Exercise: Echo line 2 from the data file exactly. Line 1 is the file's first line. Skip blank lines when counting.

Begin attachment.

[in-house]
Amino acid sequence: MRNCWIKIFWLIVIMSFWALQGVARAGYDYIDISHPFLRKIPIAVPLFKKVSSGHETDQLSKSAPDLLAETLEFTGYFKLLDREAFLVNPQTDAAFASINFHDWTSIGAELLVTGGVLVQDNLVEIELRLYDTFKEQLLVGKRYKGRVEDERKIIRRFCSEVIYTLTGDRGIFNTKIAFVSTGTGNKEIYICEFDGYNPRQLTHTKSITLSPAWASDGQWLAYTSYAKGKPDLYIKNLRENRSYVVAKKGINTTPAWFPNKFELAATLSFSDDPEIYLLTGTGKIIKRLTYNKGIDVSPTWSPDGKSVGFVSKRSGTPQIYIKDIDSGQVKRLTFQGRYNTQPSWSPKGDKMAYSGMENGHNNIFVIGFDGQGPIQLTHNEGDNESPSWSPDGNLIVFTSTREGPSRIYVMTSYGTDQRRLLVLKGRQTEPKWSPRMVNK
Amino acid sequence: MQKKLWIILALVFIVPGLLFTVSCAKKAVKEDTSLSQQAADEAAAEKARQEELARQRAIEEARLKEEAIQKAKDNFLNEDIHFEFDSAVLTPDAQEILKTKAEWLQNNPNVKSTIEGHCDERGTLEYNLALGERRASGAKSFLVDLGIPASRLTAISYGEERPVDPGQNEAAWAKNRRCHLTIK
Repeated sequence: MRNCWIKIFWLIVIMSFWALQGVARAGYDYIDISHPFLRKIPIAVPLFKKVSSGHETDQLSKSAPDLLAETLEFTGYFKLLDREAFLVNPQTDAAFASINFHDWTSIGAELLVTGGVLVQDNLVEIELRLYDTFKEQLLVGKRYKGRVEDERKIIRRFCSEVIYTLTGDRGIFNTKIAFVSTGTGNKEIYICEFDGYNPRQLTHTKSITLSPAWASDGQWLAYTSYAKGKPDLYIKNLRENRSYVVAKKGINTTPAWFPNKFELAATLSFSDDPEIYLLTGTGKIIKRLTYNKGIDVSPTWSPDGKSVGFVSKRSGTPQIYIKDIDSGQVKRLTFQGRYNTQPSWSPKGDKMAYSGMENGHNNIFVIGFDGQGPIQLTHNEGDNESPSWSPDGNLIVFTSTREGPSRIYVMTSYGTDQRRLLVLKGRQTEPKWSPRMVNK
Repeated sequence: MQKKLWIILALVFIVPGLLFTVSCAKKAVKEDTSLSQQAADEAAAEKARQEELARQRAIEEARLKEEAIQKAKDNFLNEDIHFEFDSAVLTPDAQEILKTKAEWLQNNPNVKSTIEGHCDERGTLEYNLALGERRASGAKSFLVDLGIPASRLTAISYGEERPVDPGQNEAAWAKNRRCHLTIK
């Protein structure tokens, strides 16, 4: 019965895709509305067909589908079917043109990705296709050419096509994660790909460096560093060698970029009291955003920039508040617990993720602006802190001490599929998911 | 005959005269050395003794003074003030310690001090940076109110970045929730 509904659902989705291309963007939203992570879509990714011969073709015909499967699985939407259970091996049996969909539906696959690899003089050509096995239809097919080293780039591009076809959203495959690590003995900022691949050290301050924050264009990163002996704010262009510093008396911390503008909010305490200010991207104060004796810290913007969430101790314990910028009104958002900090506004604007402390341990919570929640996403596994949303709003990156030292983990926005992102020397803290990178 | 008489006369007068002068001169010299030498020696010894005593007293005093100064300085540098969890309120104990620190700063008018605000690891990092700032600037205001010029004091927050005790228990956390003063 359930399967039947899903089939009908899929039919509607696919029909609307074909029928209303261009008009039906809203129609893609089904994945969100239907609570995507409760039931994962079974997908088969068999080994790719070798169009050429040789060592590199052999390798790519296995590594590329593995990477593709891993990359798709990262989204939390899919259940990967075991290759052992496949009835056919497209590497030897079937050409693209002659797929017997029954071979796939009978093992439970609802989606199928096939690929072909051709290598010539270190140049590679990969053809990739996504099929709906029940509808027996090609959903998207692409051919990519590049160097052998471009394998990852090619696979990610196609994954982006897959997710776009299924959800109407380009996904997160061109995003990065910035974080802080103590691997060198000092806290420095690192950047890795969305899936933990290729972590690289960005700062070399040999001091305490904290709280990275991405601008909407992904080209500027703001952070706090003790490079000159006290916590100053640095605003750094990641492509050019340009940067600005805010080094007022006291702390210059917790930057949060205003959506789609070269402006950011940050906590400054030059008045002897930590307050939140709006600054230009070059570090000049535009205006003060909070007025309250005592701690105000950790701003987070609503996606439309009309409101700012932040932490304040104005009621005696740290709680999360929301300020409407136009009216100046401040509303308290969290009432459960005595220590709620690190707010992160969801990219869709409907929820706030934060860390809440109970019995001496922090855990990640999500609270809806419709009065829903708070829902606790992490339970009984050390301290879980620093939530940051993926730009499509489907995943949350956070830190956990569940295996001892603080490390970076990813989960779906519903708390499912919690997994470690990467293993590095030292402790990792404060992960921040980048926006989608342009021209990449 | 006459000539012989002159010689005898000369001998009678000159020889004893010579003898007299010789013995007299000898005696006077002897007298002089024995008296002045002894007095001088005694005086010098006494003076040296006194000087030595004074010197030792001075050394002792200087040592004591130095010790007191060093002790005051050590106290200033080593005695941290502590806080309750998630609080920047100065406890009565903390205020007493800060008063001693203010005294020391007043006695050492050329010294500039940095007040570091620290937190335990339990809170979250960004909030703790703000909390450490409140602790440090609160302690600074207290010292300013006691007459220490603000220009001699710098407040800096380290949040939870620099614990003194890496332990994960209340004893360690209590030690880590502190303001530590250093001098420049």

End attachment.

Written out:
Amino acid sequence: MRNCWIKIFWLIVIMSFWALQGVARAGYDYIDISHPFLRKIPIAVPLFKKVSSGHETDQLSKSAPDLLAETLEFTGYFKLLDREAFLVNPQTDAAFASINFHDWTSIGAELLVTGGVLVQDNLVEIELRLYDTFKEQLLVGKRYKGRVEDERKIIRRFCSEVIYTLTGDRGIFNTKIAFVSTGTGNKEIYICEFDGYNPRQLTHTKSITLSPAWASDGQWLAYTSYAKGKPDLYIKNLRENRSYVVAKKGINTTPAWFPNKFELAATLSFSDDPEIYLLTGTGKIIKRLTYNKGIDVSPTWSPDGKSVGFVSKRSGTPQIYIKDIDSGQVKRLTFQGRYNTQPSWSPKGDKMAYSGMENGHNNIFVIGFDGQGPIQLTHNEGDNESPSWSPDGNLIVFTSTREGPSRIYVMTSYGTDQRRLLVLKGRQTEPKWSPRMVNK